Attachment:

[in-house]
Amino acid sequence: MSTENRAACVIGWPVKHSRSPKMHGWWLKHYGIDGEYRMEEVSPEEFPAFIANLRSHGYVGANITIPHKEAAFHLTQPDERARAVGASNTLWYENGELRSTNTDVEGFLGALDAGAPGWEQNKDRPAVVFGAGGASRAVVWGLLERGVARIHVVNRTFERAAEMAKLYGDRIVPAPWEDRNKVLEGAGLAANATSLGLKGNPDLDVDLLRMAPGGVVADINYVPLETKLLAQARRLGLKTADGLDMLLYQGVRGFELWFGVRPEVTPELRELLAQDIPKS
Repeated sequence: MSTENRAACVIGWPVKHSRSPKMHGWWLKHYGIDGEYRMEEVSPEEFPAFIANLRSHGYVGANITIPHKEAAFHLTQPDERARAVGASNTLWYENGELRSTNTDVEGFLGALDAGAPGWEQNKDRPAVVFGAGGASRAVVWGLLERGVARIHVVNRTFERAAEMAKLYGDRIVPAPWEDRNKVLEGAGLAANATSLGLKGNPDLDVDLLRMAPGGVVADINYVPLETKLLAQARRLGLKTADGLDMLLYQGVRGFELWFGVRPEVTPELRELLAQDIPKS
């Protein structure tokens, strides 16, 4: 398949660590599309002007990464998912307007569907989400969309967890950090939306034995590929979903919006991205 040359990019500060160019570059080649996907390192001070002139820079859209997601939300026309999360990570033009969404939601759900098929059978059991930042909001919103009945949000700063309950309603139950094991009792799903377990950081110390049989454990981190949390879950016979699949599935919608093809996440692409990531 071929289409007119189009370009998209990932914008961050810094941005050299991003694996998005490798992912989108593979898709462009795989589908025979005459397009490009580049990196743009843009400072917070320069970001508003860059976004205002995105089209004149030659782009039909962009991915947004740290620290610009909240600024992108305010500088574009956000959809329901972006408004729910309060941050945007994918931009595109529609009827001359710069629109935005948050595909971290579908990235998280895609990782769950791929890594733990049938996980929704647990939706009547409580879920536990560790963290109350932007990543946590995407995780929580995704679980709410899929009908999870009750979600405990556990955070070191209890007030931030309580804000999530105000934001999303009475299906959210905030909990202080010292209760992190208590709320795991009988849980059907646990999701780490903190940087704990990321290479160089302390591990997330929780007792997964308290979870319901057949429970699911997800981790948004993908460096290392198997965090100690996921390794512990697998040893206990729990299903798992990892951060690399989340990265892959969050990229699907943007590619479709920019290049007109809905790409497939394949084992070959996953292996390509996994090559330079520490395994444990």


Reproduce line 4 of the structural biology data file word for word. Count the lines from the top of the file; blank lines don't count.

């Protein structure tokens, strides 16, 4: 398949660590599309002007990464998912307007569907989400969309967890950090939306034995590929979903919006991205 040359990019500060160019570059080649996907390192001070002139820079859209997601939300026309999360990570033009969404939601759900098929059978059991930042909001919103009945949000700063309950309603139950094991009792799903377990950081110390049989454990981190949390879950016979699949599935919608093809996440692409990531 071929289409007119189009370009998209990932914008961050810094941005050299991003694996998005490798992912989108593979898709462009795989589908025979005459397009490009580049990196743009843009400072917070320069970001508003860059976004205002995105089209004149030659782009039909962009991915947004740290620290610009909240600024992108305010500088574009956000959809329901972006408004729910309060941050945007994918931009595109529609009827001359710069629109935005948050595909971290579908990235998280895609990782769950791929890594733990049938996980929704647990939706009547409580879920536990560790963290109350932007990543946590995407995780929580995704679980709410899929009908999870009750979600405990556990955070070191209890007030931030309580804000999530105000934001999303009475299906959210905030909990202080010292209760992190208590709320795991009988849980059907646990999701780490903190940087704990990321290479160089302390591990997330929780007792997964308290979870319901057949429970699911997800981790948004993908460096290392198997965090100690996921390794512990697998040893206990729990299903798992990892951060690399989340990265892959969050990229699907943007590619479709920019290049007109809905790409497939394949084992070959996953292996390509996994090559330079520490395994444990």